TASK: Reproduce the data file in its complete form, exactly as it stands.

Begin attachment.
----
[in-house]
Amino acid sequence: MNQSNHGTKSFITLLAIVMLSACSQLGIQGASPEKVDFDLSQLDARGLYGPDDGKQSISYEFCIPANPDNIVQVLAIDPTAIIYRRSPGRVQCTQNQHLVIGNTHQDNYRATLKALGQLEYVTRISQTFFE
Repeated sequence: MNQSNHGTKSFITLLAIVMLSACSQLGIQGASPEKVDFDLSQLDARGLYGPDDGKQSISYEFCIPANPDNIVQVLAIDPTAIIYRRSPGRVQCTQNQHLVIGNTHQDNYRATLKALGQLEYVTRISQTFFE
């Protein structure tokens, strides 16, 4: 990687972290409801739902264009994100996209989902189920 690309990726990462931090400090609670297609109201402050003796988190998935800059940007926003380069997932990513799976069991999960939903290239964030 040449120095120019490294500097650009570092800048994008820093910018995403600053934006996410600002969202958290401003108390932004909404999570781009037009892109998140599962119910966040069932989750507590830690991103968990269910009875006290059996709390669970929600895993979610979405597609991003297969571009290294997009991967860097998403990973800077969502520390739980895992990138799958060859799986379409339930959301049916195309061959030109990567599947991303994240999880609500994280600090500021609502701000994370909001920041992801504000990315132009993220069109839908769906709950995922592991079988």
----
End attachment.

[in-house]
Amino acid sequence: MNQSNHGTKSFITLLAIVMLSACSQLGIQGASPEKVDFDLSQLDARGLYGPDDGKQSISYEFCIPANPDNIVQVLAIDPTAIIYRRSPGRVQCTQNQHLVIGNTHQDNYRATLKALGQLEYVTRISQTFFE
Repeated sequence: MNQSNHGTKSFITLLAIVMLSACSQLGIQGASPEKVDFDLSQLDARGLYGPDDGKQSISYEFCIPANPDNIVQVLAIDPTAIIYRRSPGRVQCTQNQHLVIGNTHQDNYRATLKALGQLEYVTRISQTFFE
């Protein structure tokens, strides 16, 4: 990687972290409801739902264009994100996209989902189920 690309990726990462931090400090609670297609109201402050003796988190998935800059940007926003380069997932990513799976069991999960939903290239964030 040449120095120019490294500097650009570092800048994008820093910018995403600053934006996410600002969202958290401003108390932004909404999570781009037009892109998140599962119910966040069932989750507590830690991103968990269910009875006290059996709390669970929600895993979610979405597609991003297969571009290294997009991967860097998403990973800077969502520390739980895992990138799958060859799986379409339930959301049916195309061959030109990567599947991303994240999880609500994280600090500021609502701000994370909001920041992801504000990315132009993220069109839908769906709950995922592991079988």